This Saturday I have the pleasure of joining author Yassmin Abdel-Magied to discuss her most recent book, Talking About a Revolution.
Yassmin is one of the most influential young writers of her generation. A dialogue with her is ￼always an exchange of the upmost pleasure, and it will be exciting to be in conversation with her – about why she is ready to move on from talking about certain life experiences, process of political growth and development as a writer and activist, her love for cars, hobbies and her faith. This book is beautifully written, topical, timely and engaging with such a clear authorial voice. I really look forward to speaking with her, and celebrating her work with the audience at London’s first consciously intersectional bookshop, the Common Press.
I am extremely pleased to share that I have had an article, co-authored with my PhD supervisors, accepted in the 4* organisation studies journal, Human Relations.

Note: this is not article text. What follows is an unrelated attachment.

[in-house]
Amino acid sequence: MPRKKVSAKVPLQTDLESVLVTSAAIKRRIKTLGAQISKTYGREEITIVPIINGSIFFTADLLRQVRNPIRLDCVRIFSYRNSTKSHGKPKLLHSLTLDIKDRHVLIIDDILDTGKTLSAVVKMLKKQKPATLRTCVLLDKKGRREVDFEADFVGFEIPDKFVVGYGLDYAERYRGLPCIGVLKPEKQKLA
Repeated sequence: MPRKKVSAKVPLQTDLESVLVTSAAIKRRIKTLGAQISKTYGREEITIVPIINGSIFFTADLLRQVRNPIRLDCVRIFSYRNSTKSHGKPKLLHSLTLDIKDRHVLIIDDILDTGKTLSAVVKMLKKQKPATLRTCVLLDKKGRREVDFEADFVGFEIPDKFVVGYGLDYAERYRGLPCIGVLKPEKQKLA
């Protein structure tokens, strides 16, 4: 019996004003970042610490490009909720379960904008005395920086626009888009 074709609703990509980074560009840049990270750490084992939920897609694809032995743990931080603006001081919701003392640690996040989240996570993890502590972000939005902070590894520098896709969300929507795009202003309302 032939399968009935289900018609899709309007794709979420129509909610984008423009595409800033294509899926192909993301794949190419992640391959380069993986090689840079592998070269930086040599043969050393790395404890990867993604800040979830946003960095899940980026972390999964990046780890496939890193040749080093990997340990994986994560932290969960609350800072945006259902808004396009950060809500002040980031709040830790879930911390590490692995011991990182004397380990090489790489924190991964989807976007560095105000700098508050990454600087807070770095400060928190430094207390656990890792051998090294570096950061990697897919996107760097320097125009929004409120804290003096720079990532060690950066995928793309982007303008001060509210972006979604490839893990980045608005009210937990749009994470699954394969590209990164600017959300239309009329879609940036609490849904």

The abstract of the article is below, and it will be published online in 3-4 months. Watch this space for updates!
This article critically analyses the manner in which intersectionality and related social positionality shape digital enterprise activities. Despite popular claims of meritocratic opportunity enactment within traditional forms of entrepreneurship, ascribed social characteristics intersect to influence the realisation of entrepreneurial potential. However, it is purported that the emerging field of digital entrepreneurship may act as a ‘great leveller’ due to perceived lower barriers to entry, disembodiment of the entrepreneurial actor and the absence of visible markers of disadvantage online. Using an interpretivist approach, we analyse empirical evidence from UK women digital entrepreneurs which reveals how the privileges and disadvantages arising from intersecting social positions of gender, race and class status are reproduced online. This analysis challenges the notion that the Internet is a neutral platform for entrepreneurship and supports our thesis that offline inequality, in the form of marked bodies, social positionality and associated resource constraints, is produced and reproduced in the online environment.